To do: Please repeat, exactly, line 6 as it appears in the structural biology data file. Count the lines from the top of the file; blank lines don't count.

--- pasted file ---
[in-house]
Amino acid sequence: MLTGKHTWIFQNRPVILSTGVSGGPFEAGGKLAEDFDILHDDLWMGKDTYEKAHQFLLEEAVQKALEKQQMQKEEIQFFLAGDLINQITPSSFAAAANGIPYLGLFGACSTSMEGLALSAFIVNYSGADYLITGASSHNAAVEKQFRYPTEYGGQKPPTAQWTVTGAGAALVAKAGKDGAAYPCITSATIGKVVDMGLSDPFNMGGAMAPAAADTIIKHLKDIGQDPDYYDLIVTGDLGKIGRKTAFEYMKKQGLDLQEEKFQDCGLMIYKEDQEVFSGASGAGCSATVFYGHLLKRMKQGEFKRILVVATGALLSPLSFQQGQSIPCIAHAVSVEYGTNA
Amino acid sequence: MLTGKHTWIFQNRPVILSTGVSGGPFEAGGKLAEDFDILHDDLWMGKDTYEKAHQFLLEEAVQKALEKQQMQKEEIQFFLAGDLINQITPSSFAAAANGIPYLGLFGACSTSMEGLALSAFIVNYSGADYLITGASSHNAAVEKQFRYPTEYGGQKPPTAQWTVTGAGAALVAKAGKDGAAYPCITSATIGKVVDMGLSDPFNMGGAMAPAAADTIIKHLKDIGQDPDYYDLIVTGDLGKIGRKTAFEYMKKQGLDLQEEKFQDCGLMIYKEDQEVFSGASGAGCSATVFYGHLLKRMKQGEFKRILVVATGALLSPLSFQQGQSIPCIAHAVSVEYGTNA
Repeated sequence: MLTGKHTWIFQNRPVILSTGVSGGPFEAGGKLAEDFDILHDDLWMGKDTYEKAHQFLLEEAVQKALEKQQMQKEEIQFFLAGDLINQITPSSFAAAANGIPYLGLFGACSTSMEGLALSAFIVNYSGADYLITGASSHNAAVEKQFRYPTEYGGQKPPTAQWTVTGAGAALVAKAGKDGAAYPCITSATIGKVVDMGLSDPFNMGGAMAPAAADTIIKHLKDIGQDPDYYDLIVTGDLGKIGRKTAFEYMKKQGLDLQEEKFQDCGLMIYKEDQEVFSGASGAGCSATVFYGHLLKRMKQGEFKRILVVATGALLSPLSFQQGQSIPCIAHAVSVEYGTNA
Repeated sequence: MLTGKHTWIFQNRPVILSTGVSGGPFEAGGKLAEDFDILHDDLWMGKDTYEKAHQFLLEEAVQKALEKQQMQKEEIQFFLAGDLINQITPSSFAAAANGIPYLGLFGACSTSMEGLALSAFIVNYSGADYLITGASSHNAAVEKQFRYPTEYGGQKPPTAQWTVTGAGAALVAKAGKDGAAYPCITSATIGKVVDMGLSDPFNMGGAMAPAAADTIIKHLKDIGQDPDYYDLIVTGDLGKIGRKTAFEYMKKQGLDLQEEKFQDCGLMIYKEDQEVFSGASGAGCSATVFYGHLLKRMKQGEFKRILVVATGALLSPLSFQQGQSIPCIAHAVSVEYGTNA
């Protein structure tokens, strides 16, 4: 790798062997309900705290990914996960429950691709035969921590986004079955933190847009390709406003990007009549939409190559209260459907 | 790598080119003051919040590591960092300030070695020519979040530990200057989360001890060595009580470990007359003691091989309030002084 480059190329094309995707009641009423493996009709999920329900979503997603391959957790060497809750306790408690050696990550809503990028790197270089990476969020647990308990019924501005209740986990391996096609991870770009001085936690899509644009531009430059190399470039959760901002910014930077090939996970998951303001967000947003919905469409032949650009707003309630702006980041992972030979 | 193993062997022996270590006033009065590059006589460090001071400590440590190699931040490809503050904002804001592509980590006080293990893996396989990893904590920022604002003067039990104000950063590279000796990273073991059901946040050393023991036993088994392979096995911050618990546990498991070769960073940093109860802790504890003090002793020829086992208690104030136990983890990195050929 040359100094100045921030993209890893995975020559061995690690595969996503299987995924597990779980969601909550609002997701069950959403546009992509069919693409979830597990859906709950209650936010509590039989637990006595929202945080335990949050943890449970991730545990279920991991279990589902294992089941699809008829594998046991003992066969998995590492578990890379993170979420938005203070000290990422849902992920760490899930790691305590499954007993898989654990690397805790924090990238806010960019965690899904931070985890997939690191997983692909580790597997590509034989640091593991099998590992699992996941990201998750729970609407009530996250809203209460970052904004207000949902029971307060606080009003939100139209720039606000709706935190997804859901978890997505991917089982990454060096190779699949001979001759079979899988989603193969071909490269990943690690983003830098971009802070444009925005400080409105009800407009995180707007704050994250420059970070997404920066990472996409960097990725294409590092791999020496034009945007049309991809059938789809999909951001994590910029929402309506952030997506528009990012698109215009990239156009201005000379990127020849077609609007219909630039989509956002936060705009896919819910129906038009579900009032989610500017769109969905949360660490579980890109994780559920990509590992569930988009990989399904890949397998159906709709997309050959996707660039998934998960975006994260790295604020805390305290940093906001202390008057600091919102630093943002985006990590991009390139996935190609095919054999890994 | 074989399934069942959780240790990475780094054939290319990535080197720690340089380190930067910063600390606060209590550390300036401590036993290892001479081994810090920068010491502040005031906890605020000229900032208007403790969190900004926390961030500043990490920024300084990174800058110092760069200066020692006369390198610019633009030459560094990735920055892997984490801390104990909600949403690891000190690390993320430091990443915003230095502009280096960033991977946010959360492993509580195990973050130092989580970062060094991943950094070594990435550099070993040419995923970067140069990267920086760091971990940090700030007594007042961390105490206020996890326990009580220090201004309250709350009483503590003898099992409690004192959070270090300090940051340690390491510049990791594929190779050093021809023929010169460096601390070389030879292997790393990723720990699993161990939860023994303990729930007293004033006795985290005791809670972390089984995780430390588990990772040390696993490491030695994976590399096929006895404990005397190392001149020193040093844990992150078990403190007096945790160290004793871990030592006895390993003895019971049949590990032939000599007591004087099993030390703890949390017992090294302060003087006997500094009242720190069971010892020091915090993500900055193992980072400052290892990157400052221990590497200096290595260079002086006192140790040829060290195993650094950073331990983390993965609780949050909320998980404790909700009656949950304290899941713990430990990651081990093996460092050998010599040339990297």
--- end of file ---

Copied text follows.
């Protein structure tokens, strides 16, 4: 790798062997309900705290990914996960429950691709035969921590986004079955933190847009390709406003990007009549939409190559209260459907 | 790598080119003051919040590591960092300030070695020519979040530990200057989360001890060595009580470990007359003691091989309030002084 480059190329094309995707009641009423493996009709999920329900979503997603391959957790060497809750306790408690050696990550809503990028790197270089990476969020647990308990019924501005209740986990391996096609991870770009001085936690899509644009531009430059190399470039959760901002910014930077090939996970998951303001967000947003919905469409032949650009707003309630702006980041992972030979 | 193993062997022996270590006033009065590059006589460090001071400590440590190699931040490809503050904002804001592509980590006080293990893996396989990893904590920022604002003067039990104000950063590279000796990273073991059901946040050393023991036993088994392979096995911050618990546990498991070769960073940093109860802790504890003090002793020829086992208690104030136990983890990195050929 040359100094100045921030993209890893995975020559061995690690595969996503299987995924597990779980969601909550609002997701069950959403546009992509069919693409979830597990859906709950209650936010509590039989637990006595929202945080335990949050943890449970991730545990279920991991279990589902294992089941699809008829594998046991003992066969998995590492578990890379993170979420938005203070000290990422849902992920760490899930790691305590499954007993898989654990690397805790924090990238806010960019965690899904931070985890997939690191997983692909580790597997590509034989640091593991099998590992699992996941990201998750729970609407009530996250809203209460970052904004207000949902029971307060606080009003939100139209720039606000709706935190997804859901978890997505991917089982990454060096190779699949001979001759079979899988989603193969071909490269990943690690983003830098971009802070444009925005400080409105009800407009995180707007704050994250420059970070997404920066990472996409960097990725294409590092791999020496034009945007049309991809059938789809999909951001994590910029929402309506952030997506528009990012698109215009990239156009201005000379990127020849077609609007219909630039989509956002936060705009896919819910129906038009579900009032989610500017769109969905949360660490579980890109994780559920990509590992569930988009990989399904890949397998159906709709997309050959996707660039998934998960975006994260790295604020805390305290940093906001202390008057600091919102630093943002985006990590991009390139996935190609095919054999890994 | 074989399934069942959780240790990475780094054939290319990535080197720690340089380190930067910063600390606060209590550390300036401590036993290892001479081994810090920068010491502040005031906890605020000229900032208007403790969190900004926390961030500043990490920024300084990174800058110092760069200066020692006369390198610019633009030459560094990735920055892997984490801390104990909600949403690891000190690390993320430091990443915003230095502009280096960033991977946010959360492993509580195990973050130092989580970062060094991943950094070594990435550099070993040419995923970067140069990267920086760091971990940090700030007594007042961390105490206020996890326990009580220090201004309250709350009483503590003898099992409690004192959070270090300090940051340690390491510049990791594929190779050093021809023929010169460096601390070389030879292997790393990723720990699993161990939860023994303990729930007293004033006795985290005791809670972390089984995780430390588990990772040390696993490491030695994976590399096929006895404990005397190392001149020193040093844990992150078990403190007096945790160290004793871990030592006895390993003895019971049949590990032939000599007591004087099993030390703890949390017992090294302060003087006997500094009242720190069971010892020091915090993500900055193992980072400052290892990157400052221990590497200096290595260079002086006192140790040829060290195993650094950073331990983390993965609780949050909320998980404790909700009656949950304290899941713990430990990651081990093996460092050998010599040339990297």